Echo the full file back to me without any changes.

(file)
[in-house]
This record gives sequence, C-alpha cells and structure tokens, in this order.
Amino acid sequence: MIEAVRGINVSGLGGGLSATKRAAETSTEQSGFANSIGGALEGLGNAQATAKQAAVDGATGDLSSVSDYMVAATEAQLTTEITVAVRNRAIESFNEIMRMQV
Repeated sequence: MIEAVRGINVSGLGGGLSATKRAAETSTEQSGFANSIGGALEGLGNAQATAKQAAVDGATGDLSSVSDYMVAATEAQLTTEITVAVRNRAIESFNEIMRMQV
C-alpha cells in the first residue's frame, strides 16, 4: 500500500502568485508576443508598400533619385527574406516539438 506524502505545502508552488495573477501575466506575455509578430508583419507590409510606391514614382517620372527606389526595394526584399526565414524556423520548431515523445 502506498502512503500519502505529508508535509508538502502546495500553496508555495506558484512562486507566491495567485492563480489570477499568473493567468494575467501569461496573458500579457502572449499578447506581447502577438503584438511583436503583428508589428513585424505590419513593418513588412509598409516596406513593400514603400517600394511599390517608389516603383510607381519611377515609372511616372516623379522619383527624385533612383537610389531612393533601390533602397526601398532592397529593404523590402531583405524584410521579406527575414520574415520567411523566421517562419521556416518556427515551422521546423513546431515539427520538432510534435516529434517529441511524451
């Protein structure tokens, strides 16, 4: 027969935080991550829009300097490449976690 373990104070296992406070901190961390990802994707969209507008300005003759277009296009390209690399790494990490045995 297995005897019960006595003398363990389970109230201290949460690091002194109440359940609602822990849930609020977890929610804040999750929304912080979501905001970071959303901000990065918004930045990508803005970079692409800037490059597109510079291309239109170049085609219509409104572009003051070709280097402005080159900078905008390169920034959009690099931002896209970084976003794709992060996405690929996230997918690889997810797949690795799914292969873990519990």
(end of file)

[in-house]
This record gives sequence, C-alpha cells and structure tokens, in this order.
Amino acid sequence: MIEAVRGINVSGLGGGLSATKRAAETSTEQSGFANSIGGALEGLGNAQATAKQAAVDGATGDLSSVSDYMVAATEAQLTTEITVAVRNRAIESFNEIMRMQV
Repeated sequence: MIEAVRGINVSGLGGGLSATKRAAETSTEQSGFANSIGGALEGLGNAQATAKQAAVDGATGDLSSVSDYMVAATEAQLTTEITVAVRNRAIESFNEIMRMQV
C-alpha cells in the first residue's frame, strides 16, 4: 500500500502568485508576443508598400533619385527574406516539438 506524502505545502508552488495573477501575466506575455509578430508583419507590409510606391514614382517620372527606389526595394526584399526565414524556423520548431515523445 502506498502512503500519502505529508508535509508538502502546495500553496508555495506558484512562486507566491495567485492563480489570477499568473493567468494575467501569461496573458500579457502572449499578447506581447502577438503584438511583436503583428508589428513585424505590419513593418513588412509598409516596406513593400514603400517600394511599390517608389516603383510607381519611377515609372511616372516623379522619383527624385533612383537610389531612393533601390533602397526601398532592397529593404523590402531583405524584410521579406527575414520574415520567411523566421517562419521556416518556427515551422521546423513546431515539427520538432510534435516529434517529441511524451
């Protein structure tokens, strides 16, 4: 027969935080991550829009300097490449976690 373990104070296992406070901190961390990802994707969209507008300005003759277009296009390209690399790494990490045995 297995005897019960006595003398363990389970109230201290949460690091002194109440359940609602822990849930609020977890929610804040999750929304912080979501905001970071959303901000990065918004930045990508803005970079692409800037490059597109510079291309239109170049085609219509409104572009003051070709280097402005080159900078905008390169920034959009690099931002896209970084976003794709992060996405690929996230997918690889997810797949690795799914292969873990519990």